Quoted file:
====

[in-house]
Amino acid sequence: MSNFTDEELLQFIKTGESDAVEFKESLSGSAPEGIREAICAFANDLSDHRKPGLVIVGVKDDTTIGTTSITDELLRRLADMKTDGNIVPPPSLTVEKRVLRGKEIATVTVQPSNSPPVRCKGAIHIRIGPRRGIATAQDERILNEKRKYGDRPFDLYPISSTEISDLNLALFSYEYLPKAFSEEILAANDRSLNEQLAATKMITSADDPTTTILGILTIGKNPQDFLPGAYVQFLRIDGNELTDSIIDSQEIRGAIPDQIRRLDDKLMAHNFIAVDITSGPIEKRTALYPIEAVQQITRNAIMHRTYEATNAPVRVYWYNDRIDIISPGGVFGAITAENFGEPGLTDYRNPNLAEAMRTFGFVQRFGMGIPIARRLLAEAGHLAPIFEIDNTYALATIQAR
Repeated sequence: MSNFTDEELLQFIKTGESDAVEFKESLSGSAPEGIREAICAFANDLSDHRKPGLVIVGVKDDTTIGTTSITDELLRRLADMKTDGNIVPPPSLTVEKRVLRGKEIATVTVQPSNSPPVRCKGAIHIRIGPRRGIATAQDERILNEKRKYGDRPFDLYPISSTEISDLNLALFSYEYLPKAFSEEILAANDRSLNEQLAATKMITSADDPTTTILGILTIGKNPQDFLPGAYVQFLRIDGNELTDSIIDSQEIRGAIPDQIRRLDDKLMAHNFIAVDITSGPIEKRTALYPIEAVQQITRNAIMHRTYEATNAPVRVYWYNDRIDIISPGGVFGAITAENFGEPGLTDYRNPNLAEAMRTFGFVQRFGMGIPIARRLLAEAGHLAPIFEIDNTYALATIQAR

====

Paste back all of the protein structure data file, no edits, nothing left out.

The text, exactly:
[in-house]
Amino acid sequence: MSNFTDEELLQFIKTGESDAVEFKESLSGSAPEGIREAICAFANDLSDHRKPGLVIVGVKDDTTIGTTSITDELLRRLADMKTDGNIVPPPSLTVEKRVLRGKEIATVTVQPSNSPPVRCKGAIHIRIGPRRGIATAQDERILNEKRKYGDRPFDLYPISSTEISDLNLALFSYEYLPKAFSEEILAANDRSLNEQLAATKMITSADDPTTTILGILTIGKNPQDFLPGAYVQFLRIDGNELTDSIIDSQEIRGAIPDQIRRLDDKLMAHNFIAVDITSGPIEKRTALYPIEAVQQITRNAIMHRTYEATNAPVRVYWYNDRIDIISPGGVFGAITAENFGEPGLTDYRNPNLAEAMRTFGFVQRFGMGIPIARRLLAEAGHLAPIFEIDNTYALATIQAR
Repeated sequence: MSNFTDEELLQFIKTGESDAVEFKESLSGSAPEGIREAICAFANDLSDHRKPGLVIVGVKDDTTIGTTSITDELLRRLADMKTDGNIVPPPSLTVEKRVLRGKEIATVTVQPSNSPPVRCKGAIHIRIGPRRGIATAQDERILNEKRKYGDRPFDLYPISSTEISDLNLALFSYEYLPKAFSEEILAANDRSLNEQLAATKMITSADDPTTTILGILTIGKNPQDFLPGAYVQFLRIDGNELTDSIIDSQEIRGAIPDQIRRLDDKLMAHNFIAVDITSGPIEKRTALYPIEAVQQITRNAIMHRTYEATNAPVRVYWYNDRIDIISPGGVFGAITAENFGEPGLTDYRNPNLAEAMRTFGFVQRFGMGIPIARRLLAEAGHLAPIFEIDNTYALATIQAR